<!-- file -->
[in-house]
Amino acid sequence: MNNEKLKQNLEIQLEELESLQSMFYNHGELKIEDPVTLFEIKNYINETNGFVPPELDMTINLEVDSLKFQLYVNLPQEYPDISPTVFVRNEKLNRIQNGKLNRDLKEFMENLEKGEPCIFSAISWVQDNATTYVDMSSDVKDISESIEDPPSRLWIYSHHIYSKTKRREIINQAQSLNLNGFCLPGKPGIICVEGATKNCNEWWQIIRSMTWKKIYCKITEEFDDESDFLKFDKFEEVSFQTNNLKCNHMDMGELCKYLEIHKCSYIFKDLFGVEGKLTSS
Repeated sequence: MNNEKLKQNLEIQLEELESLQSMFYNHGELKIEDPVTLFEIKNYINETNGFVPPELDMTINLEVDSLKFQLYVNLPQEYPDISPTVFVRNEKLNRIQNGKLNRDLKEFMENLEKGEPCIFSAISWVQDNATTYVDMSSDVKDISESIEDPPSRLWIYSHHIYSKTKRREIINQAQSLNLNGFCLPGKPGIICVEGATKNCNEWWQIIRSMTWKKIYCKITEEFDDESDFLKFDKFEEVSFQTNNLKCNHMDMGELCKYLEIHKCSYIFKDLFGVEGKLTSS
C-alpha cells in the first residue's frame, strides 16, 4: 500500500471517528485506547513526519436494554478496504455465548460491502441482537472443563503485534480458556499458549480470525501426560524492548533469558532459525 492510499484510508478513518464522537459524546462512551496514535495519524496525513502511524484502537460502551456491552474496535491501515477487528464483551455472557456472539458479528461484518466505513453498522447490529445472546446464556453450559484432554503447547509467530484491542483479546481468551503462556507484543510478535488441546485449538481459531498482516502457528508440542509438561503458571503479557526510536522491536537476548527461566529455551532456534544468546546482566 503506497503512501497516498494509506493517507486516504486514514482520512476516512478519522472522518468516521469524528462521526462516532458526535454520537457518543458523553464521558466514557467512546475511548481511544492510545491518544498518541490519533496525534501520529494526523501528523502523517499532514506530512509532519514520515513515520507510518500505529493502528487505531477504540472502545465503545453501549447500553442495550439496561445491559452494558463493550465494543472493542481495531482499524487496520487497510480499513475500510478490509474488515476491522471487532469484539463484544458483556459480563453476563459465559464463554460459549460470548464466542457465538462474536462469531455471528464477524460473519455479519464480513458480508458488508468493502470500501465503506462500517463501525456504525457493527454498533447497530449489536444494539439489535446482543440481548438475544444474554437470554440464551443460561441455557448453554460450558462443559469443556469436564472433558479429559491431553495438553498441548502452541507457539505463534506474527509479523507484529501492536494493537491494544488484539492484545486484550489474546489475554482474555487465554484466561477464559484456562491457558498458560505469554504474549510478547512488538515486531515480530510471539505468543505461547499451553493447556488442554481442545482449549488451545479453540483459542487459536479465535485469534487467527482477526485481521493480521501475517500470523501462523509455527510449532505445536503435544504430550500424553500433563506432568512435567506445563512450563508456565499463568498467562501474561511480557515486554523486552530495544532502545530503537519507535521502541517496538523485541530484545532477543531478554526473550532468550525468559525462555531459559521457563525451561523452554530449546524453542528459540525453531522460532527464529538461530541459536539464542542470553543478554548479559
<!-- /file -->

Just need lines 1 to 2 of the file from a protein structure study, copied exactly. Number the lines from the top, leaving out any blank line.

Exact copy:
[in-house]
Amino acid sequence: MNNEKLKQNLEIQLEELESLQSMFYNHGELKIEDPVTLFEIKNYINETNGFVPPELDMTINLEVDSLKFQLYVNLPQEYPDISPTVFVRNEKLNRIQNGKLNRDLKEFMENLEKGEPCIFSAISWVQDNATTYVDMSSDVKDISESIEDPPSRLWIYSHHIYSKTKRREIINQAQSLNLNGFCLPGKPGIICVEGATKNCNEWWQIIRSMTWKKIYCKITEEFDDESDFLKFDKFEEVSFQTNNLKCNHMDMGELCKYLEIHKCSYIFKDLFGVEGKLTSS